If someone above you in authority, your boss in other words, makes an error of some kind, maybe doing something that causes harm to yourself or to others or even to himself, and you want to correct him, is that lawful? Is correction always from the top down or can it sometimes be from the bottom up? And if it is lawful in God's sight, what is the right way to do it?
There are examples in the Bible of both the right way and the wrong way to correct someone who has authority over you.
First the wrong way. You should not discuss the correction with others. Here is an example:
"Then Miriam and Aaron spoke against Moses because of the Ethiopian woman whom he had married; for he had married an Ethiopian woman. So they said, 'Has the Lord indeed spoken only through Moses? Has He not spoken through us also?' And the Lord heard it" (Numbers 12:1-2). "So the anger of the Lord was aroused against them, and He departed" (Numbers 12:9).
Notice, this was not a case of Miriam or Aaron respectfully going to Moses in private and saying, "Should you marry an Ethiopian woman?". Moses might have had an explanation that would have satisfied them, or at least there could be an honest discussion about what God's will was in the matter, and Moses could always take the matter to God. Not that Moses had to explain to them, but he could have. And if Moses was really at fault or in error, he might have accepted the correction. But instead, they were talking with each other ABOUT Moses, probably behind his back. Notice verse 2: "Has the Lord indeed spoken only through Moses? Has He not spoken through us also?" The word "us" indicates they were discussing this between themselves. And the fact that they referred to "Moses" in the third person indicates they were not speaking TO Moses but ABOUT him behind his back. In effect, by talking about it between themselves, each was encouraging the other person to have an attitude of disrespect towards the office and the authority Moses was given from God. That is why God said that they were speaking "against" Moses (verses 1 and 8). They were complaining and undermining Moses's authority by talking to each other about it. By talking with each other about his faults, they were weakening the great respect they should have had for Moses and the office God had given Moses, and they were undermining his authority over them, whether they realized it or not.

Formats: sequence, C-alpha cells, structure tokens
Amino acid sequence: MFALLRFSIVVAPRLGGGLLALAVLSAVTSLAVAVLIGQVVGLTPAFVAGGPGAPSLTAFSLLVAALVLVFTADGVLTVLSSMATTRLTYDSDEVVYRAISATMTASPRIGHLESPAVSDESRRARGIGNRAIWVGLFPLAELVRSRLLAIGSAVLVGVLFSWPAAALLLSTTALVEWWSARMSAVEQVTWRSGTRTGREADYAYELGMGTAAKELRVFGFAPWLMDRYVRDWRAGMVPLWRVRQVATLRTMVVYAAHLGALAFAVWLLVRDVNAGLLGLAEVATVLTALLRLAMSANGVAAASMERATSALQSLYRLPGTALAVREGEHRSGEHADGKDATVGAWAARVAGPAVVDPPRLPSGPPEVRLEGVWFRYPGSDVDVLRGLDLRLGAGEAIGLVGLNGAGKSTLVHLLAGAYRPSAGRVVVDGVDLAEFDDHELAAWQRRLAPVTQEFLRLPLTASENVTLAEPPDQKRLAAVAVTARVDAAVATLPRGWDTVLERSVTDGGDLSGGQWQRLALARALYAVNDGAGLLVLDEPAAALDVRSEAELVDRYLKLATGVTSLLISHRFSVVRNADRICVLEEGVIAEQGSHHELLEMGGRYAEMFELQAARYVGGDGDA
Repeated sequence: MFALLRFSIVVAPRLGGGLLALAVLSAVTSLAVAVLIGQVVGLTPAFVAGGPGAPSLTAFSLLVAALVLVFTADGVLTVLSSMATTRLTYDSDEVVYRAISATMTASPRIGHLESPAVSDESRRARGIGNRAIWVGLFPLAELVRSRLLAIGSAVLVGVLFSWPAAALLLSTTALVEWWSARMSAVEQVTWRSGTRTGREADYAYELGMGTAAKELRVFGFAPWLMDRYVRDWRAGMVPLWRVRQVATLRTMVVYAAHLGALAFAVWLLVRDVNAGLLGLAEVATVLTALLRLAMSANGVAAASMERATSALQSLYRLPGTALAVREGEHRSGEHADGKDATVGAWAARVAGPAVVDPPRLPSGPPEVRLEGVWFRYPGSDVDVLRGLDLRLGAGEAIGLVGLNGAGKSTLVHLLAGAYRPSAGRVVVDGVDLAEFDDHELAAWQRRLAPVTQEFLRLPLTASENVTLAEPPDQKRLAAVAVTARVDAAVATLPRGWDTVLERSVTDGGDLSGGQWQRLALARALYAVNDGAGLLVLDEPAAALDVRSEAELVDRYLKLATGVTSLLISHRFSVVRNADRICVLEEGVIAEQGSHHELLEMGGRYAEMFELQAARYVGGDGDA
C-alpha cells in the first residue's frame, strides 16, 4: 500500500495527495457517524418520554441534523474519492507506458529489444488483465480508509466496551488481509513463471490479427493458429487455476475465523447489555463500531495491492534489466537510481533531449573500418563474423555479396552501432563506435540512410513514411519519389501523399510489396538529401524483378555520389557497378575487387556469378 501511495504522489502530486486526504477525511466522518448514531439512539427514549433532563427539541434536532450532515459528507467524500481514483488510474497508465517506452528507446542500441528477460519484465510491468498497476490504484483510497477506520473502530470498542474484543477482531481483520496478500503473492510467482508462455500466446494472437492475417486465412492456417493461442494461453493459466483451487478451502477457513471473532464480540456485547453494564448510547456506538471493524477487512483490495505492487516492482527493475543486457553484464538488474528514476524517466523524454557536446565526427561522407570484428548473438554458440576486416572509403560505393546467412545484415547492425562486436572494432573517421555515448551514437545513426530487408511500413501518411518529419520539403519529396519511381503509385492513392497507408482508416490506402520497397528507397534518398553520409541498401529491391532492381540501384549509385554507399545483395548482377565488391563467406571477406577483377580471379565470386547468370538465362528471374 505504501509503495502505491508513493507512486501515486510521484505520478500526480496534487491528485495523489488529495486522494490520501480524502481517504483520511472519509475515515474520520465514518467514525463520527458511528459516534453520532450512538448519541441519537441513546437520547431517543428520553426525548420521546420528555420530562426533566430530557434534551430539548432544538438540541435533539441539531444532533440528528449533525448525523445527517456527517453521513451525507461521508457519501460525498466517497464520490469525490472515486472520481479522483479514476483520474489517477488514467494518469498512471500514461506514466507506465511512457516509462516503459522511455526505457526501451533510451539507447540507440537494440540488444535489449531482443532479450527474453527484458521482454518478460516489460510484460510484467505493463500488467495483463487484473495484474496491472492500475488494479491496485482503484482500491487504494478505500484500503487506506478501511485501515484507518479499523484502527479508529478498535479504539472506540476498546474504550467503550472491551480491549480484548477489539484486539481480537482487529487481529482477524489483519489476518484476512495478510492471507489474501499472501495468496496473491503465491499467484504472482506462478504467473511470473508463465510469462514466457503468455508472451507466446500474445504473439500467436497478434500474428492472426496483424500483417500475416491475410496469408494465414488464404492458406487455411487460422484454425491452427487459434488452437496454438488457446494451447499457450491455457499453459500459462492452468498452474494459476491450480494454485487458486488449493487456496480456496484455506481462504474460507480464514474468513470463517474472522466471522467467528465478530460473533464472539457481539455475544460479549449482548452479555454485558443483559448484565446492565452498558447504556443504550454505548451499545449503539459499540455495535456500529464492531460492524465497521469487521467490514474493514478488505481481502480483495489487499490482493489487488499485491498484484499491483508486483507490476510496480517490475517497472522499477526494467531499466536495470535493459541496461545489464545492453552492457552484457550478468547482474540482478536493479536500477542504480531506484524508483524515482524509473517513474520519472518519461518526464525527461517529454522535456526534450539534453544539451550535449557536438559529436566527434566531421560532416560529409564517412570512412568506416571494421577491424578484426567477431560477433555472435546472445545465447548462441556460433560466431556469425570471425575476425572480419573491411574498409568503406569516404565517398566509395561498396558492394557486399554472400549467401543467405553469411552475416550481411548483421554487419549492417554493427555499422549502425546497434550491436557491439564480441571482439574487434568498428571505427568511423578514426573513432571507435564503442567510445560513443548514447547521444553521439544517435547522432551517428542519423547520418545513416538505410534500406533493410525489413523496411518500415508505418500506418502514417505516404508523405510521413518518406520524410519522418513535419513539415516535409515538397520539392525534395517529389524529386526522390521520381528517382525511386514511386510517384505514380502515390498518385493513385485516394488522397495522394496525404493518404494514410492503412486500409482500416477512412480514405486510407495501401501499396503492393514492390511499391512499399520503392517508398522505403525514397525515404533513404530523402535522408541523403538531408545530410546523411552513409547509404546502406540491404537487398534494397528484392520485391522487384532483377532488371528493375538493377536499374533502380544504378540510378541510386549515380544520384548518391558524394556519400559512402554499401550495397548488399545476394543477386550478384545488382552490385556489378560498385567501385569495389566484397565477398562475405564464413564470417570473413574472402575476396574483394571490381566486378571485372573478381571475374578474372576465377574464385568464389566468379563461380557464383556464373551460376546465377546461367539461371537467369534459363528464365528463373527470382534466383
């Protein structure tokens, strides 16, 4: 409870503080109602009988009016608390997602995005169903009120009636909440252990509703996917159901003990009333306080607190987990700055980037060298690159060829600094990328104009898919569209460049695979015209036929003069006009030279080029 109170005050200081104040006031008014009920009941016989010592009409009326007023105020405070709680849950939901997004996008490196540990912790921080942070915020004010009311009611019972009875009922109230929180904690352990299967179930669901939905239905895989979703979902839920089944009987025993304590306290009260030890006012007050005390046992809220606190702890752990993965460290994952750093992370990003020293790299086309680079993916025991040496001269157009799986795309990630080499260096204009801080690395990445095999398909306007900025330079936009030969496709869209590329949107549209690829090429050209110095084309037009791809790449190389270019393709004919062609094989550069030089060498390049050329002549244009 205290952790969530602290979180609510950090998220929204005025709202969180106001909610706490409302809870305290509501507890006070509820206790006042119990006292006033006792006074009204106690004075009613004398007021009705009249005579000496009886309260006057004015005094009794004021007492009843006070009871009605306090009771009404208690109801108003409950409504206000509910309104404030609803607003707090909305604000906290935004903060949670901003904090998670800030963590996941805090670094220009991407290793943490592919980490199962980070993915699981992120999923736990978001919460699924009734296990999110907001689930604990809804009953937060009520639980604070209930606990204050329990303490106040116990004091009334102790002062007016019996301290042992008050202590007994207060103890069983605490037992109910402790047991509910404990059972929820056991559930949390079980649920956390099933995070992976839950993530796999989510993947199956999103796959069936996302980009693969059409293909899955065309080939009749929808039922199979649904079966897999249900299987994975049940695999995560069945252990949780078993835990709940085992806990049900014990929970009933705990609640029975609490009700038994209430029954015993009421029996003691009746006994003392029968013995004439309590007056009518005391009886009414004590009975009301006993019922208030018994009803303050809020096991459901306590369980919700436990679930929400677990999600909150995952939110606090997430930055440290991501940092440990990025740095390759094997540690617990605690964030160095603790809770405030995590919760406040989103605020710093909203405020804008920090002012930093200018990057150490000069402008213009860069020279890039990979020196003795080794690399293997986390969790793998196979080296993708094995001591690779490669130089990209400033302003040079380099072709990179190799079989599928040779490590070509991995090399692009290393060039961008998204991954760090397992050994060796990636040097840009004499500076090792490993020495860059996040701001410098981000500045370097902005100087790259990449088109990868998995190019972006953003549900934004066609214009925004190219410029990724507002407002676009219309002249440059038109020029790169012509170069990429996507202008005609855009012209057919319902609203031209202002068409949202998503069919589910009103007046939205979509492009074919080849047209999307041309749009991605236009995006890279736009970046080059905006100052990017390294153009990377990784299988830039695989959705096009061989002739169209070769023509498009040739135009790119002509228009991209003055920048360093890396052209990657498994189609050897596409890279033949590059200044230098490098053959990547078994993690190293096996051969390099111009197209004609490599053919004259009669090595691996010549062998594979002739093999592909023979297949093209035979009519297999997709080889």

But does this mean we can never offer correction to someone who has authority over us?
Here is another example in the Bible of someone correcting someone above them in authority:
Naaman, commander of the Syrian army, went to Elisha to be healed of leprosy. You can read the whole story in 2 Kings 5:1-19. But notice these verses: "Then Naaman went with his horses and chariot, and he stood at the door of Elisha’s house. And Elisha sent a messenger to him, saying, 'Go and wash in the Jordan seven times, and your flesh shall be restored to you, and you shall be clean.' But Naaman became furious, and went away and said, 'Indeed, I said to myself, "He will surely come out to me, and stand and call on the name of the Lord his God, and wave his hand over the place, and heal the leprosy." Are not the Abanah and the Pharpar, the rivers of Damascus, better than all the waters of Israel? Could I not wash in them and be clean?' So he turned and went away in a rage. And his servants came near and spoke to him, and said, 'My father, if the prophet had told you to do something great, would you not have done it? How much more then, when he says to you, "Wash, and be clean"?' So he went down and dipped seven times in the Jordan, according to the saying of the man of God; and his flesh was restored like the flesh of a little child, and he was clean" (2 Kings 5:9-14).